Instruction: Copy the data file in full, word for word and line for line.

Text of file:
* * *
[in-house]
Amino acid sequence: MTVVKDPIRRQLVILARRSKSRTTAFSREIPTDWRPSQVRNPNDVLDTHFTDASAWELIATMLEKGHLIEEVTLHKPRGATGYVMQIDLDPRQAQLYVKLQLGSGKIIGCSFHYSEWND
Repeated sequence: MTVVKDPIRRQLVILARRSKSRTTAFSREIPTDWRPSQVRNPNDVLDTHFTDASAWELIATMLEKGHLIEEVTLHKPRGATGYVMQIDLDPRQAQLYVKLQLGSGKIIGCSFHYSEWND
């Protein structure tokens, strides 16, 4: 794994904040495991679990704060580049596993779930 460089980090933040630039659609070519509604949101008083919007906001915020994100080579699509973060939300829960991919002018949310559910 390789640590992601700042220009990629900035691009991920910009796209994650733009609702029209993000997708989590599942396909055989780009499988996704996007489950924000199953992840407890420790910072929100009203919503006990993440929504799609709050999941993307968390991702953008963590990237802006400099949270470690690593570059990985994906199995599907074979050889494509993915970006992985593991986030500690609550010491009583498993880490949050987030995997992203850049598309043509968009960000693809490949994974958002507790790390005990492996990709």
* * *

[in-house]
Amino acid sequence: MTVVKDPIRRQLVILARRSKSRTTAFSREIPTDWRPSQVRNPNDVLDTHFTDASAWELIATMLEKGHLIEEVTLHKPRGATGYVMQIDLDPRQAQLYVKLQLGSGKIIGCSFHYSEWND
Repeated sequence: MTVVKDPIRRQLVILARRSKSRTTAFSREIPTDWRPSQVRNPNDVLDTHFTDASAWELIATMLEKGHLIEEVTLHKPRGATGYVMQIDLDPRQAQLYVKLQLGSGKIIGCSFHYSEWND
């Protein structure tokens, strides 16, 4: 794994904040495991679990704060580049596993779930 460089980090933040630039659609070519509604949101008083919007906001915020994100080579699509973060939300829960991919002018949310559910 390789640590992601700042220009990629900035691009991920910009796209994650733009609702029209993000997708989590599942396909055989780009499988996704996007489950924000199953992840407890420790910072929100009203919503006990993440929504799609709050999941993307968390991702953008963590990237802006400099949270470690690593570059990985994906199995599907074979050889494509993915970006992985593991986030500690609550010491009583498993880490949050987030995997992203850049598309043509968009960000693809490949994974958002507790790390005990492996990709």